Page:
Finance, Legal, Local, Management, Website Strategy

Australian retailers leaking cash to GST-free sites: Report

Michelle Hammond /

Three quarters of Australian SME retailers are losing at least $50,000 a year to foreign websites that offer tax-free online shopping, according to the National Retailers Association.

 

In its submission to the Productivity Commission, which is conducting an inquiry into the state of Australian retail, the NRA says tax-free foreign websites are stealing Australian retailers’ sales and profits.

 

According to the NRA, 12% of local retailers have lost more than half their turnover to foreign websites.

 

The claims are based on a survey of 156 SME retailers, which found 19% have lost between 30% and 50% of their sales, while 44% have lost 10% to 30% of sales.

 

Of the 76 retailers who estimated their losses in dollars, 75% claim they have lost more than $50,000 a year, while 54% say they have lost more than $100,000.

 

The NRA predicts 2,000 jobs will be lost based on the results, with some retailers already dismissing staff.

 

NRA executive director Gary Black estimates Australians are spending between $5 billion and $10 billion a year on tax-free imports purchased online.

 

“Both our Australian retailers and the foreign retailers are selling the same products to the same consumers. There is direct competition between them but not on a level playing field,” Black said in his submission.

 

Black said foreign retailers have been “gifted” with a tax break of 10% GST, and customs duty ranging from 5% to 10%.

 

The revelation comes as the Productivity Commission reveals online shopping is costing the Federal Government $1.3 million a day due to the GST $1,000 threshold.

 

According to the commission’s estimates, lost revenue from the GST is forecast to grow 10% each year to hit $610 million by 2013-14.

 

The commission says it would be “preferable” to give all retailers the same tax treatment in a bid to even the score.

 

“The number of parcels entering Australia under the low value importation threshold has risen in recent years and is likely to increase further,” the commission said in a paper released last week.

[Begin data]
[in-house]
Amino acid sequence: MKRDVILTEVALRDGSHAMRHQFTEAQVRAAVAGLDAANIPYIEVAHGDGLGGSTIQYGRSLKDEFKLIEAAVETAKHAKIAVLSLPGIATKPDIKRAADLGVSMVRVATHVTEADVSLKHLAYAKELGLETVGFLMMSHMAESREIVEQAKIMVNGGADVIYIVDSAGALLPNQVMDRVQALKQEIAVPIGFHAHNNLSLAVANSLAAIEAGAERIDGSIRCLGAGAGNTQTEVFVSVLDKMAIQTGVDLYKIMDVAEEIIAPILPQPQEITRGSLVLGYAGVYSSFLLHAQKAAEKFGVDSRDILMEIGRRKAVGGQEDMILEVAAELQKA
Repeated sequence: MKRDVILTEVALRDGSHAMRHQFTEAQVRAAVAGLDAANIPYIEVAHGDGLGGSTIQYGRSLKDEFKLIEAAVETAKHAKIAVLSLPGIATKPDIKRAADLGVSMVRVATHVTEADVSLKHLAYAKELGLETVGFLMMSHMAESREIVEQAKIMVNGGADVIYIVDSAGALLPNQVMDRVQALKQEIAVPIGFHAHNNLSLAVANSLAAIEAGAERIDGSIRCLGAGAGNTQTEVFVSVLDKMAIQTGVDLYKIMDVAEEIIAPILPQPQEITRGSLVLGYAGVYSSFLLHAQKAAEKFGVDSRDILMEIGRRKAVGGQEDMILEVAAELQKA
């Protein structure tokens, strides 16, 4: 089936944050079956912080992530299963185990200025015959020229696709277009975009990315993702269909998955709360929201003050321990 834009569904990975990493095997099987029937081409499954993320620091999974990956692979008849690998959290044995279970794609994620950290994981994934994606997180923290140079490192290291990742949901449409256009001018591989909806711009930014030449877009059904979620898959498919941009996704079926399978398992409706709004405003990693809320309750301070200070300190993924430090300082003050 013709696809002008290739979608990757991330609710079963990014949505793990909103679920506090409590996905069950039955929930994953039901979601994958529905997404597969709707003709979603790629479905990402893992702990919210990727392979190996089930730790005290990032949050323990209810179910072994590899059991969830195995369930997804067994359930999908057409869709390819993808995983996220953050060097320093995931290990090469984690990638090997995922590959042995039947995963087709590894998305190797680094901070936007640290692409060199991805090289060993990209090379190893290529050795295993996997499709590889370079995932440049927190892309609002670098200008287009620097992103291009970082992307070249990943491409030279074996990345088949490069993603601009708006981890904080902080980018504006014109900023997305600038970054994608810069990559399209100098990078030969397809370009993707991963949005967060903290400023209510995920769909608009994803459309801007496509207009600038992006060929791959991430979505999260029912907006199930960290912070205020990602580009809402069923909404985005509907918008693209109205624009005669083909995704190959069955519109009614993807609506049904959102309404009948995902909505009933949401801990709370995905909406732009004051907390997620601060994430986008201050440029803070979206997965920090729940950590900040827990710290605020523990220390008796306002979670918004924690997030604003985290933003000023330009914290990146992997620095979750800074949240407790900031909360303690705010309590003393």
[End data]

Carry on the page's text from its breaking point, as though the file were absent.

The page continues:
“It would be preferable to apply the same rates of taxes to all imports so that competing businesses were treated equally.”

 

The commission paper reveals that Australia’s tax-free threshold is 50 times higher than Canada’s, eight times higher than Japan’s, and three times higher than in New Zealand or Singapore.

 

The commission refers to claims by some retailers that smaller players are abusing the tax-free threshold by buying goods valued at less than $1,000 from overseas and on-selling them to customers without paying GST or customs duties.

 

“There is nothing illegal about this practice, but some have alleged that the current regulations in this regard put larger local retailers at a competitive disadvantage,” the report says.

 

Fair Imports Alliance spokesperson Brad Kitschke says the industry is “still waiting for answers” with regard to lowering the GST threshold.

 

“We are told a lower rate of the threshold is not ‘administratively or economically feasible’ but we have seen no modeling, not data, no analysis, no reports,” Kitschke says.

 

“On what basis is this claim made if the data doesn’t exist? This information is crucial to industry being able to properly contribute to the PC inquiry process.”

 

“We asked questions like, how many packages come in under the threshold in a year, what is their value, what has been the increase?”

 

“Customs say they either don’t have the data, can’t share it with industry or it’s for ‘government only’. If they don’t have some of this data, what have they been basing their decisions on for the last five years?”

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